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1 of 1 people found the following review helpful
on 15 January 2010
I originally borrowed this book from the Library and had it for about 9 months and realised that there wasn't going to come a time when I wouldn't enjoy the thrill of having new and exciting ideas sucked out of every pore.

I haven't read any of Orson's novels but this book is inpiring. I enjoy it every time I pick it up and I think of a new twist to my story or find a way to evolve my characters into people I feel that I know somehow.

Worth every penny, for the fresh starters and those who have some ground but want a bit of a pick me up.
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18 of 22 people found the following review helpful
VINE VOICEon 24 October 2002
Orson Scott Card knows writing pretty well; he's written novels from a dozen genres, as well as numerous plays, and he's even trying his hand at a movie script. So he's certainly a voice of authority. And his advice is excellent. His clear style of writing is as at home in non-fiction as it is fiction, and the book is broken down into sections to make it easier to read. These sections also make it ridiculously easy to dip into for quick advice. Said advice is presently simply, which belies the thought and experience behind it. In fact, the only reason that this book hasn't received five stars is that it reproduces some of the advice from his "How to Write Science Fiction and Fantasy" (which I also recommend). To be fair, though, that advice is given a twist to make it more relevant to writing characters.
This has helped my own writing no end, and I'd bet my bottom dollar it will help your's too.
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1 of 1 people found the following review helpful
on 3 August 2011
I read quite alot of 'how to' writing books. For me this has been one of the better ones.
It's one I will certainly now keep dipping into. Orson Scott Card writes clearly and well and most of all interestingly. Some other writing books have sent me to sleep!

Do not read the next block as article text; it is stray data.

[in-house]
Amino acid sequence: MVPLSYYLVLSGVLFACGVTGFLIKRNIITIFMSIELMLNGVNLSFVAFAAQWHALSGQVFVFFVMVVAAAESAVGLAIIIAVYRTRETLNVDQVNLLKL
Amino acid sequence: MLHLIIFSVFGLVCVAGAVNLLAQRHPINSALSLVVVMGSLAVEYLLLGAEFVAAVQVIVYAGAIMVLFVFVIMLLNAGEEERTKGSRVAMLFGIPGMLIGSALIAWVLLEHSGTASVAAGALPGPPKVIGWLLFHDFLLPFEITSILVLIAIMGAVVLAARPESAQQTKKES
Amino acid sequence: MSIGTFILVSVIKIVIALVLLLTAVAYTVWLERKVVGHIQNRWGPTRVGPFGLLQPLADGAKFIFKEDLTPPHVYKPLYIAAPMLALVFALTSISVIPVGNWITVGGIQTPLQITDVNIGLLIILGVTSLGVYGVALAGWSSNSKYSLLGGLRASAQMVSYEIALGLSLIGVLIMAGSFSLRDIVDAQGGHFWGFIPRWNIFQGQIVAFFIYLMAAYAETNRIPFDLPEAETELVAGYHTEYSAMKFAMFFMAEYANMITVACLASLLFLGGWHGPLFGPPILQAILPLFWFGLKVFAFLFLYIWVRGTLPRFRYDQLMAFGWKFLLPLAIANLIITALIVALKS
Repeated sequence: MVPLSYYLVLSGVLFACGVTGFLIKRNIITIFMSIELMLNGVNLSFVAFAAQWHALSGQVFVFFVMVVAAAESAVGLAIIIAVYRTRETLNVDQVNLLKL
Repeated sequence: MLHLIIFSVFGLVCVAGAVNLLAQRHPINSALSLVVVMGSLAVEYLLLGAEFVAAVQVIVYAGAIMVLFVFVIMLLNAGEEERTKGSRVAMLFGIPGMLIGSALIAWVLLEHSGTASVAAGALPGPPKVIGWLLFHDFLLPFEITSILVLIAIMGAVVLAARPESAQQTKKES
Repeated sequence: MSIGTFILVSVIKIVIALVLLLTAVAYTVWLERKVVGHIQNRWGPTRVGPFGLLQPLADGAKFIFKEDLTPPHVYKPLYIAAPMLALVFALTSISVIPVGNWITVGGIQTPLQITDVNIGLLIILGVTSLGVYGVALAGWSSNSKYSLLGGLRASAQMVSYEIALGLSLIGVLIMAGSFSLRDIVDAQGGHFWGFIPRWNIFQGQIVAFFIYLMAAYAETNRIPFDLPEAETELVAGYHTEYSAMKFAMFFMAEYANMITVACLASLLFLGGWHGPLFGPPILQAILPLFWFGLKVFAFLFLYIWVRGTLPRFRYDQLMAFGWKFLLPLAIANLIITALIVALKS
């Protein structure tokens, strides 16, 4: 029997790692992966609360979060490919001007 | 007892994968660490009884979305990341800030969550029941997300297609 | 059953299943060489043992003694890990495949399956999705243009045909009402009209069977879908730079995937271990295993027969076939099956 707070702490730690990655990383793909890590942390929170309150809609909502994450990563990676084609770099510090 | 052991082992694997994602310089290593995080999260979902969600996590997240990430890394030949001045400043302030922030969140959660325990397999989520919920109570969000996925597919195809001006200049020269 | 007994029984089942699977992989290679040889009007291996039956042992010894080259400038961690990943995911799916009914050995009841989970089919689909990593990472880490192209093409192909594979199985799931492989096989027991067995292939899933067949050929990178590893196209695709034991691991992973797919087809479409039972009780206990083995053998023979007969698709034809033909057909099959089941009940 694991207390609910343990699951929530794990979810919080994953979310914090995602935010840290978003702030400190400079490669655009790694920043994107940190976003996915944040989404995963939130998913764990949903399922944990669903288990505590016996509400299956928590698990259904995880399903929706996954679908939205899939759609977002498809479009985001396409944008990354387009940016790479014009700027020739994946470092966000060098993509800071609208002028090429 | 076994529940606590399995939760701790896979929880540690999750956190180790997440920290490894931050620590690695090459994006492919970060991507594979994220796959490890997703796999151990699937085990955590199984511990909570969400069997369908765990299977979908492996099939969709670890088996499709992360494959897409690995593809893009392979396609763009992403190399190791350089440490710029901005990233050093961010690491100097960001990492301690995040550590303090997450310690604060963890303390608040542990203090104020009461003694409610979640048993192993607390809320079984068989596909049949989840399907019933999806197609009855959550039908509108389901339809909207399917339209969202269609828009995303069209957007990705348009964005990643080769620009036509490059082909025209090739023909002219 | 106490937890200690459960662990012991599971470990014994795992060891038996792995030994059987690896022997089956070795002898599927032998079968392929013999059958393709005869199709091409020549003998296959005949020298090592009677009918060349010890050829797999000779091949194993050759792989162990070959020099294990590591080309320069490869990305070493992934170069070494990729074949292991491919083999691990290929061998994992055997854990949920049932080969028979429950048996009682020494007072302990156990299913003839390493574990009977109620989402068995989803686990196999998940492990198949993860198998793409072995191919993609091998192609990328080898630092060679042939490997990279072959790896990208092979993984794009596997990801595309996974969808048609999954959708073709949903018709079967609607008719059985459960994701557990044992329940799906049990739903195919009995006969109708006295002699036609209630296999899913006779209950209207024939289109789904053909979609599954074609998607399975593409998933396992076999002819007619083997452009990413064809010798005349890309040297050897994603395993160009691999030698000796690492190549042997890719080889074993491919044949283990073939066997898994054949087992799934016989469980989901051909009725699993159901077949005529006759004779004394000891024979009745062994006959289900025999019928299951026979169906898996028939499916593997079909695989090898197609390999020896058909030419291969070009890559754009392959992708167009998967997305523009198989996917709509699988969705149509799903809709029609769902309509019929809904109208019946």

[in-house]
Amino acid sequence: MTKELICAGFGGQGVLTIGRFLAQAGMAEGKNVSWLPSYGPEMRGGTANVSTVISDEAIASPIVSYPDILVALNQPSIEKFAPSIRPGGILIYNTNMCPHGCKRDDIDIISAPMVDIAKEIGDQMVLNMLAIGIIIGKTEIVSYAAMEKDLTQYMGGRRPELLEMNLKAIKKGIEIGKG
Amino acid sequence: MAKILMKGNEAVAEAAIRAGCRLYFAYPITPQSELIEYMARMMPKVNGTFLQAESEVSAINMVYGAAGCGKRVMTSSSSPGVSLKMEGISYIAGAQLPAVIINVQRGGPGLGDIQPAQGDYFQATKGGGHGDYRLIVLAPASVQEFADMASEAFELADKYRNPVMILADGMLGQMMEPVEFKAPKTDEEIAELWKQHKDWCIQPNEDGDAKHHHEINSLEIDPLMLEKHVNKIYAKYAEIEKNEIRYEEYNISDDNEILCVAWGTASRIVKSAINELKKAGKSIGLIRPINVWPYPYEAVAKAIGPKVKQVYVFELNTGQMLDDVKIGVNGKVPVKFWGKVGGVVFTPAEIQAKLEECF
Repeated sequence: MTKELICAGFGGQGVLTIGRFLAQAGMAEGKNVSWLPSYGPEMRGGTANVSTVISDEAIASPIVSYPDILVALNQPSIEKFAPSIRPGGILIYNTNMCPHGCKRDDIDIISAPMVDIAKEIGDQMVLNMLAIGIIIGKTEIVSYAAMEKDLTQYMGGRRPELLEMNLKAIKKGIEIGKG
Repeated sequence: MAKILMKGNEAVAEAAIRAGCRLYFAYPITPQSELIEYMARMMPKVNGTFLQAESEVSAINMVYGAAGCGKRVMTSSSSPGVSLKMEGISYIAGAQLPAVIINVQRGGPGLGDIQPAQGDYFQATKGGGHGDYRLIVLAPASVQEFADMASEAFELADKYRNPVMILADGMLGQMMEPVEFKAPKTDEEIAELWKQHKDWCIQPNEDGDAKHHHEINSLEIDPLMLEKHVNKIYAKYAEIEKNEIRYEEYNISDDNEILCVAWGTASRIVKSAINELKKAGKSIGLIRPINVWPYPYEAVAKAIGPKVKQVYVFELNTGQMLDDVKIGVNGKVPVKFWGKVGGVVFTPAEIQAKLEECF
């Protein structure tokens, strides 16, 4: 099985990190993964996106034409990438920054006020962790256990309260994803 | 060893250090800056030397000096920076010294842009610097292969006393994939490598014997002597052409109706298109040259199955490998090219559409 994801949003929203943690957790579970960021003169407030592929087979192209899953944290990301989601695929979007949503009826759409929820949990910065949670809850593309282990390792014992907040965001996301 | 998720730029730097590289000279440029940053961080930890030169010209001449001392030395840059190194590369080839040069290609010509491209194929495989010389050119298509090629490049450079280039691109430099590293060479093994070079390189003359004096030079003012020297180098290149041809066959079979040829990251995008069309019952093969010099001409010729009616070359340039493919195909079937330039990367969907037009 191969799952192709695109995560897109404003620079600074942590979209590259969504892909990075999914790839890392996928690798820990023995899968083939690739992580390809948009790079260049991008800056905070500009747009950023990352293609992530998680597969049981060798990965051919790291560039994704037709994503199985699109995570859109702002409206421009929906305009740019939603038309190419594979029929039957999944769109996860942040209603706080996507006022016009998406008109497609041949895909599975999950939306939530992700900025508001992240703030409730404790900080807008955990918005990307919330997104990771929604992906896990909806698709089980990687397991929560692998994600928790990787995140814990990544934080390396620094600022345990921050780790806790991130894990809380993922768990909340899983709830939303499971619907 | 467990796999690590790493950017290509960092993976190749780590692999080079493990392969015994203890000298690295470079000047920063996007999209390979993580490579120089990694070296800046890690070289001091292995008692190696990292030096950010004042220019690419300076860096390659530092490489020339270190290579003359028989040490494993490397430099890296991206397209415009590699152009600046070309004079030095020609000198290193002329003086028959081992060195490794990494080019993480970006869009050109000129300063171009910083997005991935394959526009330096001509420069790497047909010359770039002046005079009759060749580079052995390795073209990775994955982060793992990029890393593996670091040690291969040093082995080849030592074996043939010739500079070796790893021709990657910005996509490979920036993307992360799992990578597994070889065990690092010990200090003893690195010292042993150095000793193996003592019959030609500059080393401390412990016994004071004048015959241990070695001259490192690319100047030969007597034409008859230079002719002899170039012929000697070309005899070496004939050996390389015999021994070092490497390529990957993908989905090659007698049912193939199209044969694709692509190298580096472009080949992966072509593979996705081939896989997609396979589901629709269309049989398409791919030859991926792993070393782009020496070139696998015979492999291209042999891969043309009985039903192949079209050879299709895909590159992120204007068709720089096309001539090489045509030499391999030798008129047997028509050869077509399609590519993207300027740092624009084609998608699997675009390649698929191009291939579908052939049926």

Well worth a look - but you cant have my copy - i'm keepng it.
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on 4 June 2014
This book gives valuable advice on showing character rather than telling and, as it says in the title, clarifies how to use viewpoint. Not only would I recommend it but I bought this (my second copy) for someone else.
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6 of 9 people found the following review helpful
on 23 February 2010
How can you help someone creating good characters when you can't even think of different names for yours?
This book is incredibly useful to hate Nora and Pete for the rest of your lives but if what you want is to know about "techniques of inventing, developing and presenting characters" forget it.
The first part of the book (characters) is stuffed with countless examples, too many of them of films. It's an interesting reading anyway but totally useless if what you want is to improve the characters of your novels. If you're starting to write it's O.K. If not you won't learn anything you don't already know.
The second part of the book (viewpoint) is both very useful and interesting but too short, so it's no worth the expense.
If you really want a good book about writing buy `On Writing', by Stephen King or `Your Writing Coach', by Jurgen Wolff and don't waste your time or your money with this one.
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Characters & Viewpoint (Elements of Writing Fiction )
Characters & Viewpoint (Elements of Writing Fiction ) by Orson Scott Card (Paperback - 8 July 2011)